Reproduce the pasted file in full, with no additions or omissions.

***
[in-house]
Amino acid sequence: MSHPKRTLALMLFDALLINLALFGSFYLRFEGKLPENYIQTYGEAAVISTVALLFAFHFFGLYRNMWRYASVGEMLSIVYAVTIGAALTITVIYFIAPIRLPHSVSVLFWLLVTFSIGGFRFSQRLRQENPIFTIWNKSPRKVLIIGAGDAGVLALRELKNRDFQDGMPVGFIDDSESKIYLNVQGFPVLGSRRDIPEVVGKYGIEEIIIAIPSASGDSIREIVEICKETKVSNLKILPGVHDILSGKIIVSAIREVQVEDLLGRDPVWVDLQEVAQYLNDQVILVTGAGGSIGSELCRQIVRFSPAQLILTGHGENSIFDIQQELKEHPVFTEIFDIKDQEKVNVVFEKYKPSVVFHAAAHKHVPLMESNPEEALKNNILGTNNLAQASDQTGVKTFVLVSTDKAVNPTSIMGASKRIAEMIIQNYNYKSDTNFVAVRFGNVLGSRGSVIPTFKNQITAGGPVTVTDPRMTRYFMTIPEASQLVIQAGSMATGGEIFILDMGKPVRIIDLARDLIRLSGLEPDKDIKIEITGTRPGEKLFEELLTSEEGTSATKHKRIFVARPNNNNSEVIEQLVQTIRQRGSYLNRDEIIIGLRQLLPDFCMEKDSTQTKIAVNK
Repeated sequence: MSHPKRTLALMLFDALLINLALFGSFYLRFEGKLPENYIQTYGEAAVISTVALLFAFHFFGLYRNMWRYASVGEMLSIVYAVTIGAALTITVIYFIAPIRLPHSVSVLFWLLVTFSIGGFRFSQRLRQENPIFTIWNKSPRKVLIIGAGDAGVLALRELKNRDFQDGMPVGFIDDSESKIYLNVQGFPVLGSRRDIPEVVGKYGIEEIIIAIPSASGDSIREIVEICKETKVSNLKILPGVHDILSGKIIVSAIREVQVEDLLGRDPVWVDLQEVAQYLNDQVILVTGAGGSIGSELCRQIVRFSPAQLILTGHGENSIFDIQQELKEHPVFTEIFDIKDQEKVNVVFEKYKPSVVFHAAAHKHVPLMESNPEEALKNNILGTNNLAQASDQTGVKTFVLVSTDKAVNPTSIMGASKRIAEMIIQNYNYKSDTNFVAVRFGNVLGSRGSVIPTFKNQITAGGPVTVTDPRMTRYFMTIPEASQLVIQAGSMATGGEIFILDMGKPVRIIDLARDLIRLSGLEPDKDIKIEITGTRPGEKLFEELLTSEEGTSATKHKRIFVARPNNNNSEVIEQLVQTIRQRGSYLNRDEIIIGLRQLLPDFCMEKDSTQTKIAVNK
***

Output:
[in-house]
Amino acid sequence: MSHPKRTLALMLFDALLINLALFGSFYLRFEGKLPENYIQTYGEAAVISTVALLFAFHFFGLYRNMWRYASVGEMLSIVYAVTIGAALTITVIYFIAPIRLPHSVSVLFWLLVTFSIGGFRFSQRLRQENPIFTIWNKSPRKVLIIGAGDAGVLALRELKNRDFQDGMPVGFIDDSESKIYLNVQGFPVLGSRRDIPEVVGKYGIEEIIIAIPSASGDSIREIVEICKETKVSNLKILPGVHDILSGKIIVSAIREVQVEDLLGRDPVWVDLQEVAQYLNDQVILVTGAGGSIGSELCRQIVRFSPAQLILTGHGENSIFDIQQELKEHPVFTEIFDIKDQEKVNVVFEKYKPSVVFHAAAHKHVPLMESNPEEALKNNILGTNNLAQASDQTGVKTFVLVSTDKAVNPTSIMGASKRIAEMIIQNYNYKSDTNFVAVRFGNVLGSRGSVIPTFKNQITAGGPVTVTDPRMTRYFMTIPEASQLVIQAGSMATGGEIFILDMGKPVRIIDLARDLIRLSGLEPDKDIKIEITGTRPGEKLFEELLTSEEGTSATKHKRIFVARPNNNNSEVIEQLVQTIRQRGSYLNRDEIIIGLRQLLPDFCMEKDSTQTKIAVNK
Repeated sequence: MSHPKRTLALMLFDALLINLALFGSFYLRFEGKLPENYIQTYGEAAVISTVALLFAFHFFGLYRNMWRYASVGEMLSIVYAVTIGAALTITVIYFIAPIRLPHSVSVLFWLLVTFSIGGFRFSQRLRQENPIFTIWNKSPRKVLIIGAGDAGVLALRELKNRDFQDGMPVGFIDDSESKIYLNVQGFPVLGSRRDIPEVVGKYGIEEIIIAIPSASGDSIREIVEICKETKVSNLKILPGVHDILSGKIIVSAIREVQVEDLLGRDPVWVDLQEVAQYLNDQVILVTGAGGSIGSELCRQIVRFSPAQLILTGHGENSIFDIQQELKEHPVFTEIFDIKDQEKVNVVFEKYKPSVVFHAAAHKHVPLMESNPEEALKNNILGTNNLAQASDQTGVKTFVLVSTDKAVNPTSIMGASKRIAEMIIQNYNYKSDTNFVAVRFGNVLGSRGSVIPTFKNQITAGGPVTVTDPRMTRYFMTIPEASQLVIQAGSMATGGEIFILDMGKPVRIIDLARDLIRLSGLEPDKDIKIEITGTRPGEKLFEELLTSEEGTSATKHKRIFVARPNNNNSEVIEQLVQTIRQRGSYLNRDEIIIGLRQLLPDFCMEKDSTQTKIAVNK